PARIS — While her body recovered from a horrific back injury that can sometimes require an entire year of rehabilitation, Bianca Andreescu focused on her mind.

She investigated the spiritual side of her life, immersing herself in meditation. The 24-year-old Canadian went on retreats in Ontario and Costa Rica and attended a seminar in Miami. She studied jiu-jitsu meditation, a form of martial arts as a means of managing stress and anxiety.

“I always identified myself too much with the sport,” Andreescu said on Saturday at Roland Garros. “Being out of the sport kind of helps in that way. You can get too attached to the game of tennis. I feel like I’m very strong mentally.

“I think before I was focusing too much on the other opponent. Now I really want to tune into me.”

On Monday, she’ll play Sara Sorribes Tormo in a first-round match — Andreescu’s first Hologic WTA Tour appearance in nearly nine months.

Wearing a stylish burnt-sienna-colored sweatsuit, Andreescu met with a dozen reporters at the media center for an update. She turns 24 in mid-June but there is a world-weary quality in her dark brown eyes.

There are three titles on Andreescu’s resume: 2019 Indian Wells (at age of 18), Toronto and the US Open (19) — all big ones, all achieved in a brilliant burst of six months.

There haven’t been any since.

The unlikely story of those three incandescent performances has been followed by more than four years of frustration. It’s been a devastating string of injuries and heartbreak. And the struggle to deal with it all.

Grand Slams are the pinnacle of professional tennis. They are the most difficult to win — and they almost guarantee immortality (and perhaps a spot in the Hall of Fame). Andreescu is one of only 19 active players with a Grand Slam title. That’s a small, exclusive club.

When she’s healthy, Andreescu can beat anyone — she has a career-high No.4 ranking, a record of 189-91 (.675) and more than $9 million in prize money. Staying on the court, however, has been the issue.

At the end of that brilliant season, a left knee injury knocked her out of the WTA Finals in Shenzhen. That and the worldwide pandemic wiped out her 2020 season, ultimately keeping her sidelined for some 500 days.

Andreescu, as a result of a variety of injuries, played only 30 matches in 2021, 33 the following year and 31 in 2023. The last one was the worst — a stress-fracture in her back last August in Toronto. Not surprisingly, she’s become something of a medical expert.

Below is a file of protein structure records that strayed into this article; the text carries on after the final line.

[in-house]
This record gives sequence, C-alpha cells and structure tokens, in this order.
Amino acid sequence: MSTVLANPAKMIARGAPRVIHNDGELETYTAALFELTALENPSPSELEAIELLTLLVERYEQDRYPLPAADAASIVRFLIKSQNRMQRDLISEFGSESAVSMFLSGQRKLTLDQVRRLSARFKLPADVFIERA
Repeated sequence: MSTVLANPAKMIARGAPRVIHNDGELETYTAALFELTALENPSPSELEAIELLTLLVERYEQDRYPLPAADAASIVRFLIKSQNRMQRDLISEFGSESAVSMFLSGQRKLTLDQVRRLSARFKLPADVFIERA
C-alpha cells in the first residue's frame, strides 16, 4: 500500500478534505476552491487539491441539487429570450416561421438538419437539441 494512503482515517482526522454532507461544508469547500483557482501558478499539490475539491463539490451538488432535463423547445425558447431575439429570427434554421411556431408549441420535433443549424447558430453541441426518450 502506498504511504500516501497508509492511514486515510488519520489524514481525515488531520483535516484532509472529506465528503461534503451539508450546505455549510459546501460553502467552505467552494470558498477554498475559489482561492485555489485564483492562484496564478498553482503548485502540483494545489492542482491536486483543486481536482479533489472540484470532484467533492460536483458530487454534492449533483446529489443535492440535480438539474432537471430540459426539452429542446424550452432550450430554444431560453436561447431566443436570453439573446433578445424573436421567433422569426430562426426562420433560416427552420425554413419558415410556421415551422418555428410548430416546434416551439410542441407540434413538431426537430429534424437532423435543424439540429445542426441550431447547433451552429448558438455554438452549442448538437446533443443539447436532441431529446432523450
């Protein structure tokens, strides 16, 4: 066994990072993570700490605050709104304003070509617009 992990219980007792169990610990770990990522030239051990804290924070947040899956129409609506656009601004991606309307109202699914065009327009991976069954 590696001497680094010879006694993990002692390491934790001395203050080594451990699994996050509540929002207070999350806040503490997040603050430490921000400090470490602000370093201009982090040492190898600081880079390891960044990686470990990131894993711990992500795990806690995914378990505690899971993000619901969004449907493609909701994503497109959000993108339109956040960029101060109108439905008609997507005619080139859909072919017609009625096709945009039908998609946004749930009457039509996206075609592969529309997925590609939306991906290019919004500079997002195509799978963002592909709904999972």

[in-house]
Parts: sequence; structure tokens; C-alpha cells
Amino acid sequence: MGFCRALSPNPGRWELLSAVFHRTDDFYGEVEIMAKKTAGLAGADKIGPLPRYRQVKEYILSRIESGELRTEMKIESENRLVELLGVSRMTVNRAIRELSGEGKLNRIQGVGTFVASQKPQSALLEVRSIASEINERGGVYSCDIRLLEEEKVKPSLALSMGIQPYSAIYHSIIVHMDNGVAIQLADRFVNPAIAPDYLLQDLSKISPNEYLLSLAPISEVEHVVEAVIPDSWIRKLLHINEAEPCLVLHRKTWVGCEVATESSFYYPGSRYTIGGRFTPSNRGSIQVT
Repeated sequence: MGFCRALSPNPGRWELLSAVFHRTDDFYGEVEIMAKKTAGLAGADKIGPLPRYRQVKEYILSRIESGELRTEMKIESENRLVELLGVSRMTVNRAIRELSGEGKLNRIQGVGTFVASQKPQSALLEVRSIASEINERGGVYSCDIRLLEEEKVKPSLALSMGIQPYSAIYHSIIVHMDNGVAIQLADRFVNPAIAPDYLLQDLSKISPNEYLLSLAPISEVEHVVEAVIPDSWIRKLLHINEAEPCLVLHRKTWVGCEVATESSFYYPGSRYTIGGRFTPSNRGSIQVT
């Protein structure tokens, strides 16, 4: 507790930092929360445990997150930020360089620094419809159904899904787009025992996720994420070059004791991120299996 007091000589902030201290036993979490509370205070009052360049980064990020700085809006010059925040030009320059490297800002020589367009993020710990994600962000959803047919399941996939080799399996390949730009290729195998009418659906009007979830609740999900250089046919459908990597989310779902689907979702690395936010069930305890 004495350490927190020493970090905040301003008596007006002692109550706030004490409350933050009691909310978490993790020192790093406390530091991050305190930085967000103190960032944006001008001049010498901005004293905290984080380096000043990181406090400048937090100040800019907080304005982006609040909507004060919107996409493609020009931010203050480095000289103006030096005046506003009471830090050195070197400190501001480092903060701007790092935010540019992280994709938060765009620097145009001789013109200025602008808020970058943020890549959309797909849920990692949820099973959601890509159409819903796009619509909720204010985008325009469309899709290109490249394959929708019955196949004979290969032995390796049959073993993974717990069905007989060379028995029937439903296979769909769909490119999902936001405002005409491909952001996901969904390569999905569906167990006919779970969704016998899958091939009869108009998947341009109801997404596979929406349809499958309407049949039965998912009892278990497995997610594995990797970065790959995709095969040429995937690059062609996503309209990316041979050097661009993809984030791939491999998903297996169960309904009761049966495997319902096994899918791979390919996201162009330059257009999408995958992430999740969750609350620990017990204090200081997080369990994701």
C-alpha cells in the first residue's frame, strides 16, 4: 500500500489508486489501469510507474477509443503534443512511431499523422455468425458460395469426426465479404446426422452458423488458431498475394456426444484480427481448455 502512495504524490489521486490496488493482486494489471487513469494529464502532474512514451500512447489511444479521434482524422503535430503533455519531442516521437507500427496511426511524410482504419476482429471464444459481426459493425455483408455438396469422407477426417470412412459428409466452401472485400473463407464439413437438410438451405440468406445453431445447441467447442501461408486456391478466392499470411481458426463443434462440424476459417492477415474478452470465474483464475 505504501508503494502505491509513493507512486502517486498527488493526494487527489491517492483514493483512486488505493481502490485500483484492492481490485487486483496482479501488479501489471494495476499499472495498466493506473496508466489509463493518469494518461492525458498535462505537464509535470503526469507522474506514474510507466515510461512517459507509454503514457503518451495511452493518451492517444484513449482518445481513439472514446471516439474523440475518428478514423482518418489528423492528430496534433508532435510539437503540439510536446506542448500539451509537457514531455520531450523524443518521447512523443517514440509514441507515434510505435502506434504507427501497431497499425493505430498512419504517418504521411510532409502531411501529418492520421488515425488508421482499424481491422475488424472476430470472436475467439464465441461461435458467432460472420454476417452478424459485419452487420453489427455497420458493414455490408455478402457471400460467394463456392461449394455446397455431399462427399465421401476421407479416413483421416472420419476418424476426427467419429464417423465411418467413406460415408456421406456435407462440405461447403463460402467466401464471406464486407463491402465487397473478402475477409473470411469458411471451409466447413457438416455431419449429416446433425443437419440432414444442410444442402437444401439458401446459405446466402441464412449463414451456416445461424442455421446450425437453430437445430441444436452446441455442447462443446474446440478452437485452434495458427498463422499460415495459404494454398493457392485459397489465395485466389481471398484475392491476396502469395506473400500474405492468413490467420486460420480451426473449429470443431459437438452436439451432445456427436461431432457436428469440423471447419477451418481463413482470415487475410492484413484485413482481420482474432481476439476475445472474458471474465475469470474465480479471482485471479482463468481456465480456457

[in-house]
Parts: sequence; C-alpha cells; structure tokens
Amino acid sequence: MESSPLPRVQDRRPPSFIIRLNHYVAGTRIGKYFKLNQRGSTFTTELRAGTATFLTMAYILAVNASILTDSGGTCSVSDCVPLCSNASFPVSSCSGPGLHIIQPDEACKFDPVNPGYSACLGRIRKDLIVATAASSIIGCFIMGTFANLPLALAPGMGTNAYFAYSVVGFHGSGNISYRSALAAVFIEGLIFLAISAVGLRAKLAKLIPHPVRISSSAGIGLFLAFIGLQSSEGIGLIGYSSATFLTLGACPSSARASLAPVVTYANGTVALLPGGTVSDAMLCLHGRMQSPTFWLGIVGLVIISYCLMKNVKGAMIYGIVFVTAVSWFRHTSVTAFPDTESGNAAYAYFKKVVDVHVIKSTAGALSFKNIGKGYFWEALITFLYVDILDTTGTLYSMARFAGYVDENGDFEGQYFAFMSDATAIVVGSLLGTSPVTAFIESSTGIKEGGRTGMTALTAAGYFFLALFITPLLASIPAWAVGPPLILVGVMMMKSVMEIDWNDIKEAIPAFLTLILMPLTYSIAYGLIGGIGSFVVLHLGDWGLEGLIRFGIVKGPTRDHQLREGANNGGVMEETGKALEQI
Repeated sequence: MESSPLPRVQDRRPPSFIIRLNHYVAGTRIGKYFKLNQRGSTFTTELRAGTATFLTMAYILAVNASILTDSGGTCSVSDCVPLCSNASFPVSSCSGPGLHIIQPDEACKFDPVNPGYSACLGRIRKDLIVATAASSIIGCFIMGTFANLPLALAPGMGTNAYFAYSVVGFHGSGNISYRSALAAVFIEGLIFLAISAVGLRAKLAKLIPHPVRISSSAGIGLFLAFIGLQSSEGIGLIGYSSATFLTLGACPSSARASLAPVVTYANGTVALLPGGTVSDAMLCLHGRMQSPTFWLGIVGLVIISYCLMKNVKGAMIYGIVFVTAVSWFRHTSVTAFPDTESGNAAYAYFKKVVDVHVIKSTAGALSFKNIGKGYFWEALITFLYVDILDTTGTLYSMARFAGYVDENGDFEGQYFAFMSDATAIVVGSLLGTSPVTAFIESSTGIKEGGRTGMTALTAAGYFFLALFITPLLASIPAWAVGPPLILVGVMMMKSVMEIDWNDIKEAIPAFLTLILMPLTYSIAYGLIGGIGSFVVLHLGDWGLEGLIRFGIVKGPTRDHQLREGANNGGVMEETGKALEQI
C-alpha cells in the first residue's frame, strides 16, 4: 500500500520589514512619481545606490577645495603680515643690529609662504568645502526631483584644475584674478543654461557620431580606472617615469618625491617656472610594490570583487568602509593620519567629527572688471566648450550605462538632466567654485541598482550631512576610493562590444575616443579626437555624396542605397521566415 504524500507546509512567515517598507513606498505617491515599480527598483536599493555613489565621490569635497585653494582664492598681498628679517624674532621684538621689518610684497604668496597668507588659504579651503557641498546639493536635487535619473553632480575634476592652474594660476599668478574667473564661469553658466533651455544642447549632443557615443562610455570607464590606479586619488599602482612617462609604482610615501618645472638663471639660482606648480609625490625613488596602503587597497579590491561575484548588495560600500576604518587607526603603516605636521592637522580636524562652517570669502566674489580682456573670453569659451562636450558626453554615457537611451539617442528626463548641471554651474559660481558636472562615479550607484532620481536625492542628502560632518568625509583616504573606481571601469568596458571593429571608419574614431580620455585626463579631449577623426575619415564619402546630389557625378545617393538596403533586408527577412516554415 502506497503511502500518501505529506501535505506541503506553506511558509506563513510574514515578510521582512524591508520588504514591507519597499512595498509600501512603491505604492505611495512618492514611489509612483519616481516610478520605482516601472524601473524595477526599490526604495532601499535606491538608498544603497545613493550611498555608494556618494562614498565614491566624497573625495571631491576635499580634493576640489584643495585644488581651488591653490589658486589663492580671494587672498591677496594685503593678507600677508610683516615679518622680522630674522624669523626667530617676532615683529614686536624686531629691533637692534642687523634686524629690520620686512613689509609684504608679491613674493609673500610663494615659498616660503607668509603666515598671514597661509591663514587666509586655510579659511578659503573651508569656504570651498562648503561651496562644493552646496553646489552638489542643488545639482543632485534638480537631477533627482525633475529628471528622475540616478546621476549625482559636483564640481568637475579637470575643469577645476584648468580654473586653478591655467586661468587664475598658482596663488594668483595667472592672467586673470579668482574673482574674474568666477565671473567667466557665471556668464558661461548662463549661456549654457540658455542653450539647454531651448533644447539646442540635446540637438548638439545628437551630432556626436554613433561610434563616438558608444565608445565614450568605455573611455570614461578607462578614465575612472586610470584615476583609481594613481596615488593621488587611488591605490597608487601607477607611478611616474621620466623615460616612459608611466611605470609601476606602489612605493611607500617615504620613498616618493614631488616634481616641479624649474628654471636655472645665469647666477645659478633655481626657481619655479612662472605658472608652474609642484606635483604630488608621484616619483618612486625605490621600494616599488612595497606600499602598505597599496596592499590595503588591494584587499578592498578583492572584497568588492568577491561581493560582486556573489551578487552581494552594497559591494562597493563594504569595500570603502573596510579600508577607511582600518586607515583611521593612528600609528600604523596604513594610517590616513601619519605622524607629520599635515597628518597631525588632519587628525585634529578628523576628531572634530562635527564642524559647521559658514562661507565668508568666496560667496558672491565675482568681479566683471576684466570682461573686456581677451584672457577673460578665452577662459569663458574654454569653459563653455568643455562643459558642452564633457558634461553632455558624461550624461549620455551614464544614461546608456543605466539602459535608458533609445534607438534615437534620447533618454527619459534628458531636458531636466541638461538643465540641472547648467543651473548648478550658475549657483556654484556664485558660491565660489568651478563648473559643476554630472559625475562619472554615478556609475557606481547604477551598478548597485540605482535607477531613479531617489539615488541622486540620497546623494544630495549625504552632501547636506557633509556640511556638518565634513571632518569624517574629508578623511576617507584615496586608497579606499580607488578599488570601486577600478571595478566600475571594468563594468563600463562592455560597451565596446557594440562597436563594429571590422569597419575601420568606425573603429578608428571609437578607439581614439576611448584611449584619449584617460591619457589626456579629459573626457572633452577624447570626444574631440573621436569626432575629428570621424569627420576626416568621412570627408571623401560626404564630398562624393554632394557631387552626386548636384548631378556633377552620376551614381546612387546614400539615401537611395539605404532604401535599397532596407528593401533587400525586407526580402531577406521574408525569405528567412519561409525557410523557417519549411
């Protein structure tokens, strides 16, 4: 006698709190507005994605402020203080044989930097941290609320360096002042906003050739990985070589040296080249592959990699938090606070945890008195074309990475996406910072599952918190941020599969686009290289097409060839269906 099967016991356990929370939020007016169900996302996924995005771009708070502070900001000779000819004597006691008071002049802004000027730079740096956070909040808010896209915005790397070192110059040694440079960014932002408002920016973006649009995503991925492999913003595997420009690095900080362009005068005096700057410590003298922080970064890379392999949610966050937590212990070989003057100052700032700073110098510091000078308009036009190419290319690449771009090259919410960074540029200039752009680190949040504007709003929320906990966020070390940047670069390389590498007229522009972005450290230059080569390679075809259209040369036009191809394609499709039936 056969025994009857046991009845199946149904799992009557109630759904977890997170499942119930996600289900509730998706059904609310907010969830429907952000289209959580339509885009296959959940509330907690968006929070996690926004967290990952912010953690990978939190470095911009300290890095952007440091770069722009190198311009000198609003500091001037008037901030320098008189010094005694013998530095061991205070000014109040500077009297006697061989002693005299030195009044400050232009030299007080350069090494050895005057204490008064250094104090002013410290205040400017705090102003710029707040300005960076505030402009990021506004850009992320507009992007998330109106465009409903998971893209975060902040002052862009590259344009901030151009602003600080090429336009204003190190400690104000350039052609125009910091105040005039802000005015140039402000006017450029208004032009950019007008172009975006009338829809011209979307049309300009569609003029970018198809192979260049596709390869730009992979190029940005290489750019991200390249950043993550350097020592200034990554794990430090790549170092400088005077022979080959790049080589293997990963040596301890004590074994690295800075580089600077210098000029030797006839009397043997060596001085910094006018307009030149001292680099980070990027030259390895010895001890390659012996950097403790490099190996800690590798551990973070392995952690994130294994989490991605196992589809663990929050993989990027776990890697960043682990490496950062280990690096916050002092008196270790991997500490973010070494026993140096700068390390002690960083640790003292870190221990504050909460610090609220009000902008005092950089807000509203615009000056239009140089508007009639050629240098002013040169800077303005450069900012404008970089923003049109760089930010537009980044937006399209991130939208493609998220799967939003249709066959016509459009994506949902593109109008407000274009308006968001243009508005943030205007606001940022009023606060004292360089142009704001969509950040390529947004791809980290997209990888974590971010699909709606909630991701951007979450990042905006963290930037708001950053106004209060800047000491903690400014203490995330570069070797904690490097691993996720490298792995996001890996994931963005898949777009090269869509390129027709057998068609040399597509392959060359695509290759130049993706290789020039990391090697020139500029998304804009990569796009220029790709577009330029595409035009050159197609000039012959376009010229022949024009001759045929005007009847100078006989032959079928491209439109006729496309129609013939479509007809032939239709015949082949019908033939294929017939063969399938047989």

“Because there was a crack in my back, we want to build a callous around the bone,” Andreescu said. “So basically, it’s very sturdy and won’t break again. That comes with good posture.”

As she said that, Andreescu straightened up in her chair, drawing laughter from the assembled media.

“You can’t always be in a controlled environment when you’re playing matches. That’s why the off-court [work] is so important, standing straight, not bending my back, not twisting to keep that callous strong. It can break at any moment if I don’t keep up with that.”

She said she’s been pain free for months, but rehab kept her off the court and in the gym until about three months ago. After her longest preseason training block ever, she was aiming to play this past week in Rabat, but a “blip” caused her to revise plans and come straight to Paris.

Not only does she have a new attitude, she has a new coach — her hitting partner of three years, J.T. Nishimura.

The expectations, Andreescu said, are always going to be there.

“I want to win, but I can definitely say now it didn’t work so well in the past for me,” she said. “I’m a very emotional person, and I hold a lot in. I never want to be a burden to people so I try not to speak my mind as often as I know I can. So I have to learn to be more open.

“At first, it was very frustrating, but I had to accept it. That’s kind of my mindset now: I can’t change the past. I’ve done that a lot, to go back in the past and think, what if? I’ve learned through everyday practice to accept what is and basically do what you can with what you have. That helps a lot.”


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